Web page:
Abbott Condemns Asia to a Nuclear Arms Race

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Indian Agni-V Intercontinental Balistic Missile Test. Range 5500-5800 km. Courtesy: Indian Defence Forum

By Ann-Marie de Veer
Saturday 13 September 2014

On Friday 5 September 2014 Tony Abbott signed a deal with the Indian Prime Minister, Narendra Modi, to supply uranium, aka. Yellowcake, in direct contravention of the Nuclear Non-Proliferation Treaty (NPT), to which Australia is a signatory.

NPT Article III, Paragraph 2 of the treaty states:

2. Each State Party to the Treaty undertakes not to provide: (a) source or special fissionable material, or (b) equipment or material especially designed or prepared for the processing, use or production of special fissionable material, to any non-nuclear-weapon State for peaceful purposes, unless the source or special fissionable material shall be subject to the safeguards required by this Article.

That India is not a signatory to the NPT and therefore not limited by any of its provisions is known. However, Australia is bound by the treaty and may only supply fissionable material, uranium, to signatory states in accordance with Articles IV and V respectively.

Nonetheless, the Abbott regime, akin to the Gillard government before it, have capitulated to their overlords and masters in the US. The fact that Australia is effectively ignoring the NPT, as the US have done already, was blatantly apparent when Abbott was questioned about how he intends to uphold his responsibilities under the agreement: his reply was typical of Western indifference to probing questions of this kind as he absolved himself of any culpability by saying:

The Guardian - 5 Sep 2014 It’s not our job to try to tell India how to conduct its internal affairs.

Abbott's reaction, to the engagement and acquiescence of a nuclear powered and weaponed state who has developed and tested its own nuclear weapons whilst not being a signatory to the NPT, has simply followed the US lead. In February 2009 the US signed the India–United States Civil Nuclear Agreement (IUSCNA), an accord crafted in response to the nuclear weapons tests carried out by India in 1998.

Of course, the IUSCNA was primarily a tactical geo-political manoeuvre by the West in response to India's mastery of nuclear technology and its increasing engagement with first, the Union of Soviet Socialist Republics (USSR) and subsequently the Russian Federation who had become the nations primary source of military equipment ranging from small arms to nuclear powered submarines.

Not unexpectedly, India's tilt back towards the West is based on the pragmatics of supply rather than its so called record on the non-proliferation of nuclear technology. Its return to the orbit of the US empire has also been rewarded with an exemption from the Nuclear Suppliers Group which enables it to purchase nuclear resources from NPT states. Thus, its status has been elevated to that of a signatory of the NPT and made it possible for other signatory states to engage India in previously prohibited trade.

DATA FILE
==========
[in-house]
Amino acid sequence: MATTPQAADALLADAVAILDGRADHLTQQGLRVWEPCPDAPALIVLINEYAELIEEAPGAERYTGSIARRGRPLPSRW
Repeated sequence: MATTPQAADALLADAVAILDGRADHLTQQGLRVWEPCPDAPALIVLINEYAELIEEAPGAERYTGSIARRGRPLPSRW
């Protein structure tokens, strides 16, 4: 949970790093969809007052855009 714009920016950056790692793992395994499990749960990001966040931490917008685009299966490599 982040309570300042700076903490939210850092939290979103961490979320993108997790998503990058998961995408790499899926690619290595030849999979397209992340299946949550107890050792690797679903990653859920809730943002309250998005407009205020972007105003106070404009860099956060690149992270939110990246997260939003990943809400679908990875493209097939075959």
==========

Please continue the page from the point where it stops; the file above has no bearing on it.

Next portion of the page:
And so, Australian exports of Yellowcake to India, akin to the US exports of nuclear technology, continue to remain legally questionable while the notion of them being morally indefensible is immaterial and seldom discussed.

In essence, India, albeit a non-signatory to the NPT, is being afforded every possible assistance in its acquisition of nuclear materials and technology in complete contrast to other nations who have both signed the NPT and sought access to the resource.

Why?

Southeast Asia has been a geo-political backwater for the US since the end of World War II, except for North Korea in the early 1950's and then Vietnam in the 1960's and 70's. However, a new economic and military powerhouse has arisen, China, whose unique form of state sponsored capitalism and growth in military strength now represents a serious threat to the geo-political and economic interests of the West.

Hence, the US pivot to Asia.

Nonetheless, this pivot is one that the US can ill afford given it is technically bankrupt, both morally and fiscally, plus it is increasingly busy with clearing up its own mess in the middle east. Thus, it is in the process of enabling existing allies to shoulder the burden of its supremacist policies and actively recruiting others.

Welcome to the nuclear buffer state of India.

India is not just being allowed to arm itself with its acquisition of nuclear materials and technology: it is being positively encouraged to do so by the West, in complete contravention of the NPT. That they already have excess capacity for uranium enrichment, a process that can produce the fissile material used for both power and weapons production, and are now stockpiling nuclear weapons, is known. In fact, India is beginning to enjoy its newly acquired regional power status and has started issuing the bellicose threats expected of a new vassal state to the empire.

In other words, we, the US and our allies, believe that our interests in Asia are about to be seriously compromised by the ascendancy of China. While the enabling of our regional allies in collective self-defence and building new alliances will go some way in countering this threat to our empire, conventional weapons alone will not be enough. Naturally, we would prefer to provide and maintain the deterrent ourselves but we are a little short of cash at the moment and somewhat busy clearing up our mess in the middle east. Of course, India is our natural partner in this endeavour, being a non-signatory to the NPT, we can simply provide it with as much nuclear material and technological support as is needed for it to reach a nuclear détente with China and thus we will have achieved our policy of containment by proxy, at no cost to ourselves.

An eye for an eye makes the whole world blind.
Mahatma Gandhi